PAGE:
It’s difficult to explain how different the lenses through which I watched the film would have been had I not been a part of the DukeEngage Medellín program. Firstly, spending 2 months in Medellín allowed me to recognize the paisa Spanish of the child actors in the film: “y mi balón qué?” and “hágala pues”, for example. More importantly, DukeEngage gave me the chance to hear the after-stories. The stories of families similar to those in the film: how they were forced to flee the countryside, what they did when they arrived in Medellín, and how they have fought hard to improve their lives here in the city. The film shows how the violence of the guerrilla affected families, whereas this program taught me of the strength that families of Antioquia seem to have coursing through their veins. The story doesn’t just end with the poverty and sadness that has come out of Colombia’s history, but rather it continues with the efforts and successes of the families we interviewed, and the thousands more like them, to better their lives. I definitely recommend the film, and I recommend – a hundred times over – that you come to Medellín and learn to love the people of the city as much as our DukeEngage group loves them.

Aug 11, 2011


For best viewing quality: click the "fullscreen" option in the bottom right corner of the slideshow. Once it's in fullscreen, click on the first photo to turn on the captions.

We love Colombia!

Letters to DukeEngage Medellín 2012


Dear future DEColombia student,

First of all, congratulations on getting into this program! You don’t fully understand this yet, but you are one of the luckiest people alive- get ready for the best summer of your life.
We’ve been asked to pass on some advice for you so this is what I think:
1. Do everything. It doesn’t matter if you’re exhausted, if you don’t know who else is going or where exactly the place is, if you’re invited somewhere by a compañero or your host family- just say yes. Don’t ask questions. Just be enthusiastic and say “I’d love to!”
2. Treat your compañeros like gold- and be greedy. Try to get as much time with them as possible, and not just the ones assigned to you- all of them. They are the greatest people on earth and they are what make this program special. All DE programs involve meaningful work, but what makes ours unique is this aspect that allows us to experience Colombia like a paisa- to go out socially with them, see their band play, let them teach us slang here and how to dance, everything a college kid here needs to know. The compañeros are who take us from being tourists to being actual residents who are living here for a few months. They, along with our host families, are who make Colombia feel like a home, not like a temporary destination. (Also try to talk to your host siblings and host parents as often as you can- they will give you a much better idea of life, especially home life, here in Colombia.)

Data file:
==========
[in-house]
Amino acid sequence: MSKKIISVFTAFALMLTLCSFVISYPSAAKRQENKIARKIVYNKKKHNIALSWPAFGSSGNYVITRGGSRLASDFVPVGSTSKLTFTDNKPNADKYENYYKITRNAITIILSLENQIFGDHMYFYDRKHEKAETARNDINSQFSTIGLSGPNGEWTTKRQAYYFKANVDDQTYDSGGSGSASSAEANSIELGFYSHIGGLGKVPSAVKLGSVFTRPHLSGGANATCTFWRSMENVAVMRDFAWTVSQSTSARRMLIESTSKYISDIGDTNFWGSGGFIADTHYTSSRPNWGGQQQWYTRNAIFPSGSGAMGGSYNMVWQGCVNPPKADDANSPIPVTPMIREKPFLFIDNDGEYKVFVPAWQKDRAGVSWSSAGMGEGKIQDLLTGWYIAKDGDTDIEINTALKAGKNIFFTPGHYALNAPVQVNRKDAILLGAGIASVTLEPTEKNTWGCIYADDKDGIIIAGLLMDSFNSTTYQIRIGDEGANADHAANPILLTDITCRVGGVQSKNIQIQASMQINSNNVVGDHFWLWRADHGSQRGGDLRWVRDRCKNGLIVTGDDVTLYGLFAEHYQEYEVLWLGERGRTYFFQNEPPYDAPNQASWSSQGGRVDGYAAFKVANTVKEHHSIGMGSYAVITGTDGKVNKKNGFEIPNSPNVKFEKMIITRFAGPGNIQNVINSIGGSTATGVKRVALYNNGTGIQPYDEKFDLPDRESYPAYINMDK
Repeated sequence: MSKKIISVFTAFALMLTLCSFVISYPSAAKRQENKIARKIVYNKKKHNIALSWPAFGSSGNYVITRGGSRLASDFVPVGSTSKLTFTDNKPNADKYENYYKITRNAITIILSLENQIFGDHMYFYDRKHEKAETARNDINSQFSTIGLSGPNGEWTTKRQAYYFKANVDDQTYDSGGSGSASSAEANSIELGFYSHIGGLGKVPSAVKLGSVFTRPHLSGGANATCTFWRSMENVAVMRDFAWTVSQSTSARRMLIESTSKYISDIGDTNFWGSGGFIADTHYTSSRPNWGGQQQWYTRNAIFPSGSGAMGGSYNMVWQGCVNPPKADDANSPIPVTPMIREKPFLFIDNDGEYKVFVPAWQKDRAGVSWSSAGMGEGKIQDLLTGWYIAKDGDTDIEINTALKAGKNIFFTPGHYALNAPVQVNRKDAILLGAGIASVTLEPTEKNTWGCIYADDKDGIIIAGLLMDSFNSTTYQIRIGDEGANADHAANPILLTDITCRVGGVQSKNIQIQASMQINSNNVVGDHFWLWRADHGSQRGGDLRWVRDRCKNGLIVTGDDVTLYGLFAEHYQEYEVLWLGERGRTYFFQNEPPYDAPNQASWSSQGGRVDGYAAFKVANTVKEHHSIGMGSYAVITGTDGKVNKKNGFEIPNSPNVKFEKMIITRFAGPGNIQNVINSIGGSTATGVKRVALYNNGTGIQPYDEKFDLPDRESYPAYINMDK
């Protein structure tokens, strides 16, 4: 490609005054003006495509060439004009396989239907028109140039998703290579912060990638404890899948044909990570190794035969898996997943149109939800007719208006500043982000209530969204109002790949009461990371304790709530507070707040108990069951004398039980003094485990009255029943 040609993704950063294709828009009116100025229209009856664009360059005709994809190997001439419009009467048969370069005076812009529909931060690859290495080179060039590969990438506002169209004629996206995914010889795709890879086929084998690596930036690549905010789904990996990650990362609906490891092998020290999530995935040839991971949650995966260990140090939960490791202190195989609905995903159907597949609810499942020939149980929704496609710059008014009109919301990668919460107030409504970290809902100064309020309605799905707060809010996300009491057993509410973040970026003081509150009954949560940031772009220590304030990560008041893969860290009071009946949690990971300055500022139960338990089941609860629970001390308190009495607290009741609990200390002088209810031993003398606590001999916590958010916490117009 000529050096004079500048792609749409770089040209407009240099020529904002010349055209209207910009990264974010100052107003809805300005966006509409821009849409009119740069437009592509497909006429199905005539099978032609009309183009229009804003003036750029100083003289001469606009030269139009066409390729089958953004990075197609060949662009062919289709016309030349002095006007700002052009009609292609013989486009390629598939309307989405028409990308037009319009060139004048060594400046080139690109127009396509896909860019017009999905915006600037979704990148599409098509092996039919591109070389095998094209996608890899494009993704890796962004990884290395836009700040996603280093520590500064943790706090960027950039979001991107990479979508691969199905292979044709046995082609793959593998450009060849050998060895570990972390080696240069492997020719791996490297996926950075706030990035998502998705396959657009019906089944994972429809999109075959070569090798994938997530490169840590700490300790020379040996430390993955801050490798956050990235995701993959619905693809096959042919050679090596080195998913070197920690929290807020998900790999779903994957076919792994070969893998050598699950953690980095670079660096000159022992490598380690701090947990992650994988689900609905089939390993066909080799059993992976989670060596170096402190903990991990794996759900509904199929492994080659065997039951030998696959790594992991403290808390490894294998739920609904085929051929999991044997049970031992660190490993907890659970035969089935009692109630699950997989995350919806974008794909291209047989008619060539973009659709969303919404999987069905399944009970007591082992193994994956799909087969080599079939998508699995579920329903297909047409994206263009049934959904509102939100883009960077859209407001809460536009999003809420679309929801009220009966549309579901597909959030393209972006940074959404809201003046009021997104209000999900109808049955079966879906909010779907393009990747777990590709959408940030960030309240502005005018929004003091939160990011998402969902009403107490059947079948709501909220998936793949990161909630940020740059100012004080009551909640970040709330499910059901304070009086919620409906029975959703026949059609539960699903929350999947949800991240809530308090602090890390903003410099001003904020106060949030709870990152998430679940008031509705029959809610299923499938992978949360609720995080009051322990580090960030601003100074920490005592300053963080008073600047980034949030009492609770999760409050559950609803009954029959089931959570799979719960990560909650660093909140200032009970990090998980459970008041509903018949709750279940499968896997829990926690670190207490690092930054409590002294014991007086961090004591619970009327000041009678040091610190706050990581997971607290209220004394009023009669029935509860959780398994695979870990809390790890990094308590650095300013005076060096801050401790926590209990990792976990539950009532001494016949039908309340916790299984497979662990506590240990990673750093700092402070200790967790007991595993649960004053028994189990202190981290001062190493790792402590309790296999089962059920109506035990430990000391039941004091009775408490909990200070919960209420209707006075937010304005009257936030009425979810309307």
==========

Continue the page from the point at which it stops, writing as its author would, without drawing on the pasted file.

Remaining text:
3. Become friends with your cogestoro/a- he/she can make your life SO much easier. I recommend bringing them a present and writing a nice hand-written note after a few days with them telling them how much you appreciate them. My cogestora helped enormously with my videos, took me to families she knew to have good stories, and bought me ice cream all the time. I loved her!
4. Get a gym buddy that wants to work out as much as you do. I am very glad there was someone else on my trip as committed to going as I was, because the most frustrating part of the program is that you can’t go anywhere by yourself, so if I was harassing the people who didn’t want to go all the time, I would have been very upset. Just ask at the beginning of the trip who would be willing to go everyday, in the morning, or at night, whenever you prefer and then make them stick to it!
5. Make a facebook group immediately. Cell phones here are expensive to use, so most of our communication was via the internet, and it worked well.
6. Do as much as you can work wise- it’s worth it. If you have a lot of stories you like but are worried about the amount of time it would take to complete the final videos, just think about how many long nights in Perkins you’ve put in for stupid classes, and how this is a project that means a lot to the people in the videos, so a few all-nighters, in the long run, are well worth the effort.
7. Try every food at least once. There are so many cool fruits and foods here that don’t exist in the US. Some of them look weird, and the dishes may be foreign, but I say try everything even if you’re skeptical. If you don’t like it, you don’t have to eat it again, but food is a big part of the culture here, so go for it.
8. Don’t listen to Jota when he says no one dresses up here. Throw in a hot dress and heels just in case so you don’t have to waste money here when you know you’ve got them at home.